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Summations are underway in Trump’s New York trial


Closing arguments have just wrapped up in former President Donald Trump's criminal trial in New York. The defense called Trump's former personal attorney, Michael Cohen, the greatest liar of all time, or GLOAT. But prosecutors have laid out what they call a mountain of corroborating evidence for a scheme of interfering with an election and then lying to cover it up. NPR's Andrea Bernstein is at the courthouse in lower Manhattan and joins us now. Hi there.


SUMMERS: So Andrea, how did both sides tie together the evidence?

BERNSTEIN: This was the moment for each side to link everything up for the jury - all the bits and pieces they've heard over the last five weeks. The defense started first by arguing Trump did not have sex with Stormy Daniels, that he did have a relationship with Cohen - so none of his business records were falsified - and that he was too busy as president to pay attention to every check he signed. Defense attorney Todd Blanche called the lawyer for Stormy Daniels an extortionist, and he said Michael Cohen is the embodiment of reasonable doubt. He lied to you repeatedly. He lied many times before you even met him. He is biased and motivated to tell you a story that is not true.

SUMMERS: So how, Andrea, then did the prosecution deal with all of that?

BERNSTEIN: So they said first of all about Cohen, we didn't choose Michael Cohen to be our witness. We didn't pick him up at the witness store. Mr. Trump chose Michael Cohen for the same qualities that his attorneys now urge you to reject him for. But they spent most of their six hours - yes, six hours of closing arguments - walking the jury through all of their evidence, of first the sexual encounter with Daniels in 2006, saying that Trump knew what happened in that hotel room, quote, "and that goes to motive." Prosecutor Josh Steinglass told the jury about Stormy Daniels' testimony. This is the display the defendant didn't want the public to see.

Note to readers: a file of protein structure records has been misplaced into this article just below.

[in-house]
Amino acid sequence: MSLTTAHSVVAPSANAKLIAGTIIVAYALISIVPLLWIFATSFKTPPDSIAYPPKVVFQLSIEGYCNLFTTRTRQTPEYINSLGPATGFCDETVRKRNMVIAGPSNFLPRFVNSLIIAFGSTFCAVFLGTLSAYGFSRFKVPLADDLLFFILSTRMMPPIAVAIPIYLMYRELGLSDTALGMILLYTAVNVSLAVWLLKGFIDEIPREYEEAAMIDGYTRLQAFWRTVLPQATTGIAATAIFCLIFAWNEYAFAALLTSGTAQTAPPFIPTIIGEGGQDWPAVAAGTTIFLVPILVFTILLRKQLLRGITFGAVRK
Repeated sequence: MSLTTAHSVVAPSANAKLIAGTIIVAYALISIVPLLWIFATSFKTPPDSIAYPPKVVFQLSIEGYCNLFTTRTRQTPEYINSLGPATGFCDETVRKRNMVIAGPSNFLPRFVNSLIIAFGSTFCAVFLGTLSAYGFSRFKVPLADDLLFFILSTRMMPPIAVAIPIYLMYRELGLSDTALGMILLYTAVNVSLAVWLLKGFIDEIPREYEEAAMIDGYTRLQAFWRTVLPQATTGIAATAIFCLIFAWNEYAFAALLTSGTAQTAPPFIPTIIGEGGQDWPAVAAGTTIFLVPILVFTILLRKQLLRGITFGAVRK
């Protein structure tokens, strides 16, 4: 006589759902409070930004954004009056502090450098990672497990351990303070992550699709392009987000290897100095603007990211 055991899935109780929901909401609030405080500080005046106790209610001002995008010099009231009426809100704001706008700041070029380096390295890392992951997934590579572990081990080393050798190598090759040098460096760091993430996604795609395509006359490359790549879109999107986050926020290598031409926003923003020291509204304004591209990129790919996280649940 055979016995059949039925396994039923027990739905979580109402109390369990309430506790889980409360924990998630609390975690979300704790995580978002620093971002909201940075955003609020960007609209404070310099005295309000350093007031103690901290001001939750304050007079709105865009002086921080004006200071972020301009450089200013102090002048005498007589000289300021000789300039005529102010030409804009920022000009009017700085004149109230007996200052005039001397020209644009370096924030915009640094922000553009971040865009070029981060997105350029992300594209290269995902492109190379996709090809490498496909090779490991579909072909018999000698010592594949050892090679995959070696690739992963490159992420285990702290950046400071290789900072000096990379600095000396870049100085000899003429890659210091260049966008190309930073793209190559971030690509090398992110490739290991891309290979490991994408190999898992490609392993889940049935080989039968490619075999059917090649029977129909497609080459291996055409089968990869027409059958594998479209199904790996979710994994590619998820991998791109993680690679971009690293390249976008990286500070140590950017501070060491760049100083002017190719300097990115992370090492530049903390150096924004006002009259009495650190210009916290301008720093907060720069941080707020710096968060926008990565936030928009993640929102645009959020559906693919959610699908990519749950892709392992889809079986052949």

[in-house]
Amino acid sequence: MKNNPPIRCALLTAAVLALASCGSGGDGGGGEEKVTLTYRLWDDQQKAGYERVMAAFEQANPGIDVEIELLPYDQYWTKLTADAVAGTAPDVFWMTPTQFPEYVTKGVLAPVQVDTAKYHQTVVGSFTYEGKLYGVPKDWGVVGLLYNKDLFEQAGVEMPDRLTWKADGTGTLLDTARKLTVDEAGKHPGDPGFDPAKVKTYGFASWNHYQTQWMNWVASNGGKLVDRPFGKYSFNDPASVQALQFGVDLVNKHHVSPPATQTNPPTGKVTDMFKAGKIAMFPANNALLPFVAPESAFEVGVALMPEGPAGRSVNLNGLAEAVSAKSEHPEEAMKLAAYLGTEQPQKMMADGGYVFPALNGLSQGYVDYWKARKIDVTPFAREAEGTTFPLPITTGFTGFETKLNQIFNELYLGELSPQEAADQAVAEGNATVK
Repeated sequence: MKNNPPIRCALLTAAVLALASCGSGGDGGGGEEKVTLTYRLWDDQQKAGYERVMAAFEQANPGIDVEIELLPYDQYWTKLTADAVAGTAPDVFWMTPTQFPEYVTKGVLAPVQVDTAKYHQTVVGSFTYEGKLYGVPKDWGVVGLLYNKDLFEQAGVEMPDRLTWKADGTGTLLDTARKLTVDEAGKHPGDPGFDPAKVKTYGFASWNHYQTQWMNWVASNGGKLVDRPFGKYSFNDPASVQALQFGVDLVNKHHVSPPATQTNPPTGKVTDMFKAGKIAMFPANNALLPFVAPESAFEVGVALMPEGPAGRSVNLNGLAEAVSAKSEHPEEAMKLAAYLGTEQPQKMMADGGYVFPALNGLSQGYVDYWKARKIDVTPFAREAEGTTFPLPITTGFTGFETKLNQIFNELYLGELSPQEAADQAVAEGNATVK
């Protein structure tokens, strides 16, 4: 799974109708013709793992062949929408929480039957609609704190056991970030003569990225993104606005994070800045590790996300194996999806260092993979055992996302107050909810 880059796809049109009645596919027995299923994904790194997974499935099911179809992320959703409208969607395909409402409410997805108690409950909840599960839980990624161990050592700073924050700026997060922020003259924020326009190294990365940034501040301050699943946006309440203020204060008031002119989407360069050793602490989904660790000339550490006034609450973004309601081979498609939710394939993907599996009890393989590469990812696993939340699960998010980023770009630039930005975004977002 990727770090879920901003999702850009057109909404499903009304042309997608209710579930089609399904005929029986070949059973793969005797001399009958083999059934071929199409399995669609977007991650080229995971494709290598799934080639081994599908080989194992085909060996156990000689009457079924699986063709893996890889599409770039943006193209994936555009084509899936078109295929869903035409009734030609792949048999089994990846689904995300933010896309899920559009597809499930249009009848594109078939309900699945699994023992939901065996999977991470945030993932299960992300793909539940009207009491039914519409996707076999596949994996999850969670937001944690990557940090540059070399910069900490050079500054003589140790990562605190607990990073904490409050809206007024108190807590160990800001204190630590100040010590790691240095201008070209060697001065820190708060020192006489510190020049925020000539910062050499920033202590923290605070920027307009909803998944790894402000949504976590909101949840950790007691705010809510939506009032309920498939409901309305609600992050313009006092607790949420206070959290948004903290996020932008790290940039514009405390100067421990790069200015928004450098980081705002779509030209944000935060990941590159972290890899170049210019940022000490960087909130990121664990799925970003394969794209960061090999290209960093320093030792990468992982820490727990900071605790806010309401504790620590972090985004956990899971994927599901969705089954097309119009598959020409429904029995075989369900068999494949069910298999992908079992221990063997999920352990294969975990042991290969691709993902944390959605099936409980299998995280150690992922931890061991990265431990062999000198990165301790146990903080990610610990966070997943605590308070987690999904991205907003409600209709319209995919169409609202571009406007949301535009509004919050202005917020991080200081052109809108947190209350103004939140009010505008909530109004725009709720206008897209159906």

SUMMERS: All right. So then fast-forward, Andrea, to 2016. And remind us what happened then.

BERNSTEIN: So Steinglass said the whole point of the hush money deal was to make an illegal contribution to, quote, "pull the wool over the voters' eyes." And he added, I suggest to you the value cannot be overstated - turns out to be one of the most valuable contributions ever made to the Trump campaign, could very well be what got President Trump elected. And Steinglass went through so much testimony from witnesses who still consider themselves Trump allies and many, many phone records that show Cohen talking to the participants in the deal right around the time he was also having conversations with Trump. At one point, Steinglass said to the jury, are you still with me? A few of them smiled.

SUMMERS: OK. But, I mean, this case - it's about business records. So where did those come in here?

BERNSTEIN: Yeah. So there were these two documents that came into evidence. They show handwritten notes from Trump's former chief financial officer and his controller that clearly lay out this is a reimbursement scheme - 130,000 for the hush money payment times two to cover taxes plus another expense plus a bonus for a total of $420,000. Steinglass said they are the smoking guns. They completely blow out of the water the defense claim that these were for legal work, and he added, I'm almost speechless that they're trying to make this argument that this was for a legal retainer.

SUMMERS: But still, as we've said multiple times in these conversations, Michael Cohen, the president's former fixer, is a convicted liar. Can't the jury just outright reject his testimony?

BERNSTEIN: They can. But the DA pointed out that so many of those lies were at the direction of or for the benefit of Donald Trump and that, quote, "Mr. Cohen is understandably angry that, to date, he's the only one has paid a price for his role in this conspiracy and that when it went bad, Mr. Trump cut him loose." They said anyone in Cohen's shoes would want the defendant to be held accountable. One of the defense arguments was that Trump wouldn't pay $420,000 to cover $130,000 payment. But the prosecution said, is there anything you learned about Donald Trump in this trial that makes you think Trump would pay someone twice what he owed? But it was worth it. It was worth it to hide the truth. It was almost as if the prosecution were suggesting that the payment to Trump was a second payment to Cohen - was a second NDA to keep him quiet, and it almost worked - until it didn't. The jury will get the case tomorrow, and there could be a verdict right after that.

SUMMERS: We'll keep watching. That's NPR's Andrea Bernstein reporting from court. Thank you.

BERNSTEIN: Thank you. Transcript provided by NPR, Copyright NPR.

NPR transcripts are created on a rush deadline by an NPR contractor. This text may not be in its final form and may be updated or revised in the future. Accuracy and availability may vary. The authoritative record of NPR’s programming is the audio record.

Andrea Bernstein
[Copyright 2024 NPR]
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